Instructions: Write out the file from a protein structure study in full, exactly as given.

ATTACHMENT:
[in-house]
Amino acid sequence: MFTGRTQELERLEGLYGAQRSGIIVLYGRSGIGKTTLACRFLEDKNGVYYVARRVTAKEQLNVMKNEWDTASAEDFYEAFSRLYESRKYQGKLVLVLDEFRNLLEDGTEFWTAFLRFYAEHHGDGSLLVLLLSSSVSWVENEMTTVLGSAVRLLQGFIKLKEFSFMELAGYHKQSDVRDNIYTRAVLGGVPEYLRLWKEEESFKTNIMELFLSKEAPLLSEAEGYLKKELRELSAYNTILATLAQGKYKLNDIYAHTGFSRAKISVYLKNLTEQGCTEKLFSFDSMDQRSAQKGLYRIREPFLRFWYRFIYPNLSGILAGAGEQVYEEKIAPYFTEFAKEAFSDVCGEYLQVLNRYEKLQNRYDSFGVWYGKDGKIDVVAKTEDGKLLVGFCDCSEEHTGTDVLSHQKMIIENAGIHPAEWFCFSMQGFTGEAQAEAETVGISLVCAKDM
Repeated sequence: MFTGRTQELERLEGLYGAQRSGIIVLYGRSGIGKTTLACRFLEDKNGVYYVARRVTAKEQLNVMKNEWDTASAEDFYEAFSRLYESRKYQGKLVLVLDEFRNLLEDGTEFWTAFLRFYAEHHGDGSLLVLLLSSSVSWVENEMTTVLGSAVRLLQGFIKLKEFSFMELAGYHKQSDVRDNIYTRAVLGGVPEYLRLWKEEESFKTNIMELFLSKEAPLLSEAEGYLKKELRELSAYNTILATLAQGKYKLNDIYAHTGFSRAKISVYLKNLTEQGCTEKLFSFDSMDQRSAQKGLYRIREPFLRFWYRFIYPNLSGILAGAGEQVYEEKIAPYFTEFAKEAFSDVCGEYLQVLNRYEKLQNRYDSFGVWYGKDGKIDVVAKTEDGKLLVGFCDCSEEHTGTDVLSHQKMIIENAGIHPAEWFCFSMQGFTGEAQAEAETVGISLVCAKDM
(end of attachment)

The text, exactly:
[in-house]
Amino acid sequence: MFTGRTQELERLEGLYGAQRSGIIVLYGRSGIGKTTLACRFLEDKNGVYYVARRVTAKEQLNVMKNEWDTASAEDFYEAFSRLYESRKYQGKLVLVLDEFRNLLEDGTEFWTAFLRFYAEHHGDGSLLVLLLSSSVSWVENEMTTVLGSAVRLLQGFIKLKEFSFMELAGYHKQSDVRDNIYTRAVLGGVPEYLRLWKEEESFKTNIMELFLSKEAPLLSEAEGYLKKELRELSAYNTILATLAQGKYKLNDIYAHTGFSRAKISVYLKNLTEQGCTEKLFSFDSMDQRSAQKGLYRIREPFLRFWYRFIYPNLSGILAGAGEQVYEEKIAPYFTEFAKEAFSDVCGEYLQVLNRYEKLQNRYDSFGVWYGKDGKIDVVAKTEDGKLLVGFCDCSEEHTGTDVLSHQKMIIENAGIHPAEWFCFSMQGFTGEAQAEAETVGISLVCAKDM
Repeated sequence: MFTGRTQELERLEGLYGAQRSGIIVLYGRSGIGKTTLACRFLEDKNGVYYVARRVTAKEQLNVMKNEWDTASAEDFYEAFSRLYESRKYQGKLVLVLDEFRNLLEDGTEFWTAFLRFYAEHHGDGSLLVLLLSSSVSWVENEMTTVLGSAVRLLQGFIKLKEFSFMELAGYHKQSDVRDNIYTRAVLGGVPEYLRLWKEEESFKTNIMELFLSKEAPLLSEAEGYLKKELRELSAYNTILATLAQGKYKLNDIYAHTGFSRAKISVYLKNLTEQGCTEKLFSFDSMDQRSAQKGLYRIREPFLRFWYRFIYPNLSGILAGAGEQVYEEKIAPYFTEFAKEAFSDVCGEYLQVLNRYEKLQNRYDSFGVWYGKDGKIDVVAKTEDGKLLVGFCDCSEEHTGTDVLSHQKMIIENAGIHPAEWFCFSMQGFTGEAQAEAETVGISLVCAKDM